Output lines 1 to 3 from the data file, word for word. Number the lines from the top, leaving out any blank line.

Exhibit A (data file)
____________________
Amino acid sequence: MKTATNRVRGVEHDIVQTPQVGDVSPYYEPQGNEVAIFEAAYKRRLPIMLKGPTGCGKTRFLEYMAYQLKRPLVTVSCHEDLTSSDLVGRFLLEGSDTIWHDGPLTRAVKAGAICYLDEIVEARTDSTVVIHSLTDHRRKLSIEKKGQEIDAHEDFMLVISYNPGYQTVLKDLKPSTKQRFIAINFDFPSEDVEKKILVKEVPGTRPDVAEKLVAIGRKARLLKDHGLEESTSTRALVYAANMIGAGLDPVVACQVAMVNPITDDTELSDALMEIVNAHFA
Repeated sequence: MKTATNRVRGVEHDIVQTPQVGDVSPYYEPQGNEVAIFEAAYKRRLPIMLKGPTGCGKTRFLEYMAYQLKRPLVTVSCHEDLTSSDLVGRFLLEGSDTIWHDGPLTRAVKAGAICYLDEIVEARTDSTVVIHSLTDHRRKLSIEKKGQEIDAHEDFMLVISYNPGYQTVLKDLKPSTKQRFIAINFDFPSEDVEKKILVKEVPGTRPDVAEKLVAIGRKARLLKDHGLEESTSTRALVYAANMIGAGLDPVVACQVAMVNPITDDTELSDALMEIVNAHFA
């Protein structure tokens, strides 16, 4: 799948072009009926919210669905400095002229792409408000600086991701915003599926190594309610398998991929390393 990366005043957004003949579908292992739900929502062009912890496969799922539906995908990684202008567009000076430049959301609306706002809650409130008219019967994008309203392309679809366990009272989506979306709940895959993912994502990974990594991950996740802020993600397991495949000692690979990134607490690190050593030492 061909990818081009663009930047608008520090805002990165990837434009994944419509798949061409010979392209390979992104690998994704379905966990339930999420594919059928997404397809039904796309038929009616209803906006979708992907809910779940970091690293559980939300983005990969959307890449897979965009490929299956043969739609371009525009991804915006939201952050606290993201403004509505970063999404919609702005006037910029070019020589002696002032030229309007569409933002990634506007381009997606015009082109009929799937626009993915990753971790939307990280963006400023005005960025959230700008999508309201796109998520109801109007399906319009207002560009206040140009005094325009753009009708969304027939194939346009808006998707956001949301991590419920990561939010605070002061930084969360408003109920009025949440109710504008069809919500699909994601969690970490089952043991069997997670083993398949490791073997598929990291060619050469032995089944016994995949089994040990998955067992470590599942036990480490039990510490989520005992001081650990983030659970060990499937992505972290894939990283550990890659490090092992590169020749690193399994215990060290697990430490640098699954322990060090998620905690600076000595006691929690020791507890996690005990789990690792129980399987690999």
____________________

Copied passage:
Amino acid sequence: MKTATNRVRGVEHDIVQTPQVGDVSPYYEPQGNEVAIFEAAYKRRLPIMLKGPTGCGKTRFLEYMAYQLKRPLVTVSCHEDLTSSDLVGRFLLEGSDTIWHDGPLTRAVKAGAICYLDEIVEARTDSTVVIHSLTDHRRKLSIEKKGQEIDAHEDFMLVISYNPGYQTVLKDLKPSTKQRFIAINFDFPSEDVEKKILVKEVPGTRPDVAEKLVAIGRKARLLKDHGLEESTSTRALVYAANMIGAGLDPVVACQVAMVNPITDDTELSDALMEIVNAHFA
Repeated sequence: MKTATNRVRGVEHDIVQTPQVGDVSPYYEPQGNEVAIFEAAYKRRLPIMLKGPTGCGKTRFLEYMAYQLKRPLVTVSCHEDLTSSDLVGRFLLEGSDTIWHDGPLTRAVKAGAICYLDEIVEARTDSTVVIHSLTDHRRKLSIEKKGQEIDAHEDFMLVISYNPGYQTVLKDLKPSTKQRFIAINFDFPSEDVEKKILVKEVPGTRPDVAEKLVAIGRKARLLKDHGLEESTSTRALVYAANMIGAGLDPVVACQVAMVNPITDDTELSDALMEIVNAHFA
């Protein structure tokens, strides 16, 4: 799948072009009926919210669905400095002229792409408000600086991701915003599926190594309610398998991929390393 990366005043957004003949579908292992739900929502062009912890496969799922539906995908990684202008567009000076430049959301609306706002809650409130008219019967994008309203392309679809366990009272989506979306709940895959993912994502990974990594991950996740802020993600397991495949000692690979990134607490690190050593030492 061909990818081009663009930047608008520090805002990165990837434009994944419509798949061409010979392209390979992104690998994704379905966990339930999420594919059928997404397809039904796309038929009616209803906006979708992907809910779940970091690293559980939300983005990969959307890449897979965009490929299956043969739609371009525009991804915006939201952050606290993201403004509505970063999404919609702005006037910029070019020589002696002032030229309007569409933002990634506007381009997606015009082109009929799937626009993915990753971790939307990280963006400023005005960025959230700008999508309201796109998520109801109007399906319009207002560009206040140009005094325009753009009708969304027939194939346009808006998707956001949301991590419920990561939010605070002061930084969360408003109920009025949440109710504008069809919500699909994601969690970490089952043991069997997670083993398949490791073997598929990291060619050469032995089944016994995949089994040990998955067992470590599942036990480490039990510490989520005992001081650990983030659970060990499937992505972290894939990283550990890659490090092992590169020749690193399994215990060290697990430490640098699954322990060090998620905690600076000595006691929690020791507890996690005990789990690792129980399987690999």